State attorneys are investigating Eyman’s use of initiative money

EVERETT — State attorneys went after Tim Eyman’s bank records Thursday as they investigate whether he allegedly helped move money among two initiative campaigns in 2012, earning tens of thousands of dollars in the process.

A motion filed in Snohomish County Superior Court seeks to compel the Mukilteo resident to turn over records to the Public Disclosure Commission.

It’s trying to determine if a series of transactions involving Eyman and a signature-gathering firm violated any election laws.

The PDC has been seeking the records since December 2013. Eyman has been ordered to appear in court Sept. 22 to respond.

Eyman declined to comment Thursday, but he previously testified under oath that he did nothing wrong.

His attorney, Mark Lamb of Bothell, said he had not seen the filing.

“Tim has cooperated to date. We have provided a voluminous amount of information,” he said. “It appears they are seeking additional information.”

Thursday’s filing is part of the PDC’s probe of allegations that some of the money Eyman helped raised in support of Initiative 1185 was improperly used for the gathering of signatures for another ballot measure he backed, Initiative 517.

Under state election law, money can be moved from one political committee to another but it must be disclosed in reports to the commission. And the sources of the money that is getting shifted must be revealed as well.

Initiative 1185, which required any tax increase to be passed by a two-thirds majority in both the House and Senate, was approved by voters in November 2012. It has since been struck down by the state Supreme Court.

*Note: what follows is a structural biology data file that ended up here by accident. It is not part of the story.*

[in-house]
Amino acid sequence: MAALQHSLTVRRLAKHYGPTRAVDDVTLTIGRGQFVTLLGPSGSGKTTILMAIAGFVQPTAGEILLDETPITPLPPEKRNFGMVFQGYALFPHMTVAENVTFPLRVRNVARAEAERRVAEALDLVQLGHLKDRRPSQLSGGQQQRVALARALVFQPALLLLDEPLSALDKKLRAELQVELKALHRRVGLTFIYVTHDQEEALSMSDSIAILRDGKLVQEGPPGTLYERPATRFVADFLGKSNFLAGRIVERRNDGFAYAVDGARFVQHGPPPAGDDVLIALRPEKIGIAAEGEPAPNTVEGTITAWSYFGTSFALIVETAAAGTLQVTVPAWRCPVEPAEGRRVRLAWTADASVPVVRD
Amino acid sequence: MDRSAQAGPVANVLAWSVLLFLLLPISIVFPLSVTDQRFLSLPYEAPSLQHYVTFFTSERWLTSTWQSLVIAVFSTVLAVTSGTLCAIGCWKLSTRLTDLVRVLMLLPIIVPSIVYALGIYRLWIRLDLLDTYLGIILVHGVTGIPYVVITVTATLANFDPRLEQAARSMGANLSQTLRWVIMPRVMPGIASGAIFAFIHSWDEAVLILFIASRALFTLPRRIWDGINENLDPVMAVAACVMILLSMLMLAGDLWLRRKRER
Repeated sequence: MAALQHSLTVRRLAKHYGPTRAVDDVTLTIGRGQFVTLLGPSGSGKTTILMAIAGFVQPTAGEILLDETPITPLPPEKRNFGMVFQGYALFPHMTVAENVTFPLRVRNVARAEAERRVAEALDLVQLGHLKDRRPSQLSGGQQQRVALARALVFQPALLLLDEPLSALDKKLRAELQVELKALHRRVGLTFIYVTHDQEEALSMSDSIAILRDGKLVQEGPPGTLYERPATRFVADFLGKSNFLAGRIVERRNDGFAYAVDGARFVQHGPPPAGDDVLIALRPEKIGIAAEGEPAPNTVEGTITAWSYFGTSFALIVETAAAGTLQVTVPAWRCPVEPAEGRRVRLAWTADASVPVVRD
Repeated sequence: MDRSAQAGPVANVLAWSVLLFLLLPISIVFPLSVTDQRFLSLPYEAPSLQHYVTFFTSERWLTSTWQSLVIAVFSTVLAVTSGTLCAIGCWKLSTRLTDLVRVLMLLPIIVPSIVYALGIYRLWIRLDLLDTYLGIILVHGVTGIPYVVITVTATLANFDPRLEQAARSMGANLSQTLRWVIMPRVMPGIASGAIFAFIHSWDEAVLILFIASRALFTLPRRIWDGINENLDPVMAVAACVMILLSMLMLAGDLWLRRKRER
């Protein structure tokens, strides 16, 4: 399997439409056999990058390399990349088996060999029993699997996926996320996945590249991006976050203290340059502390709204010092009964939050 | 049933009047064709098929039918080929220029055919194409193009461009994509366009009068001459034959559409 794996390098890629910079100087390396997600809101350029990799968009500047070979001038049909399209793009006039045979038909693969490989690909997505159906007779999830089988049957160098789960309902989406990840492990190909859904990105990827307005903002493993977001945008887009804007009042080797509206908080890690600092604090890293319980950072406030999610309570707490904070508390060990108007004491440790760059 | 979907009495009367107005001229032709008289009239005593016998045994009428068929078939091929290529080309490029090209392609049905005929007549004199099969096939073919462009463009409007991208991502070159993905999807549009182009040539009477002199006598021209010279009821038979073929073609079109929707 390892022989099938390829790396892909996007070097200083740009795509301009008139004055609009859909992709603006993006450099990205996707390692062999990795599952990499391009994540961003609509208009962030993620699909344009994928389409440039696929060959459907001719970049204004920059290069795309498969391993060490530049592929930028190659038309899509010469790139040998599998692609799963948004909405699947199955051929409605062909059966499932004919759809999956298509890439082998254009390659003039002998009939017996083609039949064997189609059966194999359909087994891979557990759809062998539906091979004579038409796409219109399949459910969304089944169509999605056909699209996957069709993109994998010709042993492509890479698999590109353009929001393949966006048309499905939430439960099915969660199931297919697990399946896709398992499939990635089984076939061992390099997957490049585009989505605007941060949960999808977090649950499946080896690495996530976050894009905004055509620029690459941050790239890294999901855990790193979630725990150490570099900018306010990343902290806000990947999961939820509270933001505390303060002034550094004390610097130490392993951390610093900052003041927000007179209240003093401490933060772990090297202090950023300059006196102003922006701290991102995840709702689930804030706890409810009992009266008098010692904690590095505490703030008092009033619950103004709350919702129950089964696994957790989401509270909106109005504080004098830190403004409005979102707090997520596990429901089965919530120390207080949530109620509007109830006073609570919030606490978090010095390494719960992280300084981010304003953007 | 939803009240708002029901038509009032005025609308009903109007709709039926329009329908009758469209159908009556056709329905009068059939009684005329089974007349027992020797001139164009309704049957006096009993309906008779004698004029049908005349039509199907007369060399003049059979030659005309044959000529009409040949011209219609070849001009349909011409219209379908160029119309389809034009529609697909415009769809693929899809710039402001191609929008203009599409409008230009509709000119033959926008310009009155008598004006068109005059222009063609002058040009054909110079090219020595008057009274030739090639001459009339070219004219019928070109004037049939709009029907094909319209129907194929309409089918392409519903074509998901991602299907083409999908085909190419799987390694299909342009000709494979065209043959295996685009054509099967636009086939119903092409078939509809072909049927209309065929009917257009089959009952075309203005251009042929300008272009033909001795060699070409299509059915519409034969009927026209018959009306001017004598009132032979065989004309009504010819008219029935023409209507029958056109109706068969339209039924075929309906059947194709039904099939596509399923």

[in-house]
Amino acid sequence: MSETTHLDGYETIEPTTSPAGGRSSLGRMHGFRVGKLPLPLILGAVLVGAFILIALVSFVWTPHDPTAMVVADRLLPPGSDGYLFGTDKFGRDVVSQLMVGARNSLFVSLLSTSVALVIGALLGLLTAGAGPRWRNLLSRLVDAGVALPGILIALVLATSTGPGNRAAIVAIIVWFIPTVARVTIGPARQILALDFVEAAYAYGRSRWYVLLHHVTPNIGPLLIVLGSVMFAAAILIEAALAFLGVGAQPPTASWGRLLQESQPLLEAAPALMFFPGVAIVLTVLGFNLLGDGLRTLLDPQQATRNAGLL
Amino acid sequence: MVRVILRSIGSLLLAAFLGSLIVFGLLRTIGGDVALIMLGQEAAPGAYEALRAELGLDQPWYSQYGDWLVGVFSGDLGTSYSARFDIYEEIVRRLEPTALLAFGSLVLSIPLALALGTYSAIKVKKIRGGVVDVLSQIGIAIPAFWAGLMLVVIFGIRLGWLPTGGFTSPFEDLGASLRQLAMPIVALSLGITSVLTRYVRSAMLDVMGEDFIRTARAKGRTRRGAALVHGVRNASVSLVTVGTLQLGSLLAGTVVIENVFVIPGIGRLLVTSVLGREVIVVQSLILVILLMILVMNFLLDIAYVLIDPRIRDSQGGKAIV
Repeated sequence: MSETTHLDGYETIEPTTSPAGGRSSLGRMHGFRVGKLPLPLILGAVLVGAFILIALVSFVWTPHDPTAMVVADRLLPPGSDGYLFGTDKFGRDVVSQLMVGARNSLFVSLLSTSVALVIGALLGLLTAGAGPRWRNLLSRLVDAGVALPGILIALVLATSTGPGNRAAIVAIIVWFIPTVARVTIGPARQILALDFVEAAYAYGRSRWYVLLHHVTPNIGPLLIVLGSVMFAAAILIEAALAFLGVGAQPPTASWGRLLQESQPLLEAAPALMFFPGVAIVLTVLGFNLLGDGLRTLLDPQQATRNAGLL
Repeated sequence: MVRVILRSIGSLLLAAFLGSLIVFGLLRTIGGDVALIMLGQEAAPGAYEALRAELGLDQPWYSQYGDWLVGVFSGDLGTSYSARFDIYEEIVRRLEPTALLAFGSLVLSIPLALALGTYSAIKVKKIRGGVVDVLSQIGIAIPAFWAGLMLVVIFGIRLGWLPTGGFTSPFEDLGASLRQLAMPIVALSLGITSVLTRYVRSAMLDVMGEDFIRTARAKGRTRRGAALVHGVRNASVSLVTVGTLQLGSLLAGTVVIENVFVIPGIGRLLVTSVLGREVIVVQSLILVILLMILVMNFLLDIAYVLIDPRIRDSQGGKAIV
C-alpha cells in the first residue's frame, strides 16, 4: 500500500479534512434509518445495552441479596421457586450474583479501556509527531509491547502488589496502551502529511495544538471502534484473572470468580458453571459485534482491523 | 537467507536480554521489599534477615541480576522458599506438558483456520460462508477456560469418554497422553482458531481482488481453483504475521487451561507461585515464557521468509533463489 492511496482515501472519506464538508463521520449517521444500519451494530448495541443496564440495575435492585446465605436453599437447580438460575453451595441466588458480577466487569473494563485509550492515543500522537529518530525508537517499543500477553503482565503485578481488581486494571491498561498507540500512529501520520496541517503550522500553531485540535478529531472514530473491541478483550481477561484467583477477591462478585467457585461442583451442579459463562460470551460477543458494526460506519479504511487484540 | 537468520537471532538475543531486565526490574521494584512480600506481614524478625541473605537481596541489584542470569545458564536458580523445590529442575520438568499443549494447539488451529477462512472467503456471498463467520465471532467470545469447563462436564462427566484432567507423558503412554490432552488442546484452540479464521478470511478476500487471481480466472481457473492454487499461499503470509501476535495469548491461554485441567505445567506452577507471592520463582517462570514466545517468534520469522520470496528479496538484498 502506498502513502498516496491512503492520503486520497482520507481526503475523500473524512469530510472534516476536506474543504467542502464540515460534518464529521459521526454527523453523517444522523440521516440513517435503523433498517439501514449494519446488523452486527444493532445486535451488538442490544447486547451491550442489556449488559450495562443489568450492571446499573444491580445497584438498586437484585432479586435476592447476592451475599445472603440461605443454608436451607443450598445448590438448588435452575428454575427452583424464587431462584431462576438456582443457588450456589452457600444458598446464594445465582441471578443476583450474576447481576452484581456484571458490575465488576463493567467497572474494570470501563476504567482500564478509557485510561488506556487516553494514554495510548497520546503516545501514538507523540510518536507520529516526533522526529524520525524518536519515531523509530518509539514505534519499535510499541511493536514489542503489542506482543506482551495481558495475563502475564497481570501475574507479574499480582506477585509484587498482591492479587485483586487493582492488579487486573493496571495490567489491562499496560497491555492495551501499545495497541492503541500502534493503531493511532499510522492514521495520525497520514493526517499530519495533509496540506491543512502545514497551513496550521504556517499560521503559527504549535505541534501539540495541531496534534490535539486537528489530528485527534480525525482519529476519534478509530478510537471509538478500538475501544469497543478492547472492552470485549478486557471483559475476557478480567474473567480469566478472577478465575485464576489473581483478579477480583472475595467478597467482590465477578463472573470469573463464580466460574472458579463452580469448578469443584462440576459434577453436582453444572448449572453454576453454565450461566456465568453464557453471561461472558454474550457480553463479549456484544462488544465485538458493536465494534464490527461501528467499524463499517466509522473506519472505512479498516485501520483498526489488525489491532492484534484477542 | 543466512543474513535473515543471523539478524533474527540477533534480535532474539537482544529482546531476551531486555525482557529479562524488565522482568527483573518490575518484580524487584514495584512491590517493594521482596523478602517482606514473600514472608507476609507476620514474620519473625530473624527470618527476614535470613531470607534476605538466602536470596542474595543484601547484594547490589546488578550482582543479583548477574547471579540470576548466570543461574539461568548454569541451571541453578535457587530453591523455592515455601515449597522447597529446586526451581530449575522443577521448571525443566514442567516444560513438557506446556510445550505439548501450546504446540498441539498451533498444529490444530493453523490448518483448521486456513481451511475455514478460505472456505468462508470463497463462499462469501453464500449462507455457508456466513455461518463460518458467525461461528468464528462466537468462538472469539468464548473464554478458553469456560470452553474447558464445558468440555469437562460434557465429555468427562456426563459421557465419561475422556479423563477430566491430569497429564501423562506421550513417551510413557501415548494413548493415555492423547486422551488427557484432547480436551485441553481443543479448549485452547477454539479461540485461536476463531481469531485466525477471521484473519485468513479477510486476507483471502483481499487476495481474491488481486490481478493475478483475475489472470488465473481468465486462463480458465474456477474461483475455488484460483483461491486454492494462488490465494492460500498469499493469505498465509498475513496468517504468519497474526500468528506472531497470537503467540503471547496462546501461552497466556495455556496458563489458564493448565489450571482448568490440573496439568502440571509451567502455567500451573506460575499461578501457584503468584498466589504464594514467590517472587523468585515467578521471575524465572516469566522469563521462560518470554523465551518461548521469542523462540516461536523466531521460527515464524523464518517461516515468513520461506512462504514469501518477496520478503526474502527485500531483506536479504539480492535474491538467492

Initiative 517, meanwhile, proposed sweeping changes to the state’s initiative and referendum process. Voters defeated the measure in 2013.

The PDC is focusing on transactions involving Eyman and the firm that gathered signatures for both initiatives, Citizen Solutions.

Voters Want More Choices, the Eyman-led political committee behind I-1185, paid Citizen Solutions nearly $623,000 for collecting the 320,000 signatures that put measure on the ballot.

In July 2012, Citizens Solution paid $308,000 to Eyman through a corporation he set up, Watchdog for Taxpayers.

That same month Eyman loaned $190,000 to Citizens in Charge, a Virginia organization that supports initiatives around the country. The group wound up underwriting the entire cost of gathering signatures for I-517.

Neither the payment nor the loan was reported to the Public Disclosure Commission, according to court documents.

Eyman told PDC investigators in a July 2014 deposition that Citizen Solutions was paying him to help find new clients for the firm in the future.

And he said he loaned the money to Citizens in Charge because he wanted to help the Virginia organization achieve its goals. He said he didn’t know the leader of the group, Paul Jacob, intended to use the money to support I-517.

“My LLC loaned Citizens in Charge money and what they did with that money afterwards I didn’t have any control over that,” he said in his deposition.

Jacob “said he had many projects going on nationally and that if additional funds came in, they would be in a position to be able to help Initiative 517,” Eyman said during the deposition. “But once I made the loans, I didn’t have any knowledge or understanding of whether or not my loans went to his other projects or whether or not he used those funds specifically for 517. I believe to this day that everything was done correctly.”

Thursday’s filing provides new insight into the three-year-old investigation of the signature-collection efforts for the two ballot measures. The original complaint contended individuals gathering signatures for I-517 were getting paid with money raised for I-1185.

Eddie Agazarm, a co-founder of Citizen Solutions, was I-517’s chief backer and it had Eyman’s blessing.

Unlike I-1185, this was an initiative to the Legislature that put it on a different political path. Supporters turned in 345,000 signatures. Citizens in Charge covered the $305,000 cost for gathering signatures as an in-kind contribution. No other money was raised or spent, according to reports filed by the pro-517 committee.

Tony Perkins of the PDC staff said they are “weeks away” from completing the investigation.

Jerry Cornfield: 360-352-8623; jcornfield@heraldnet.com.

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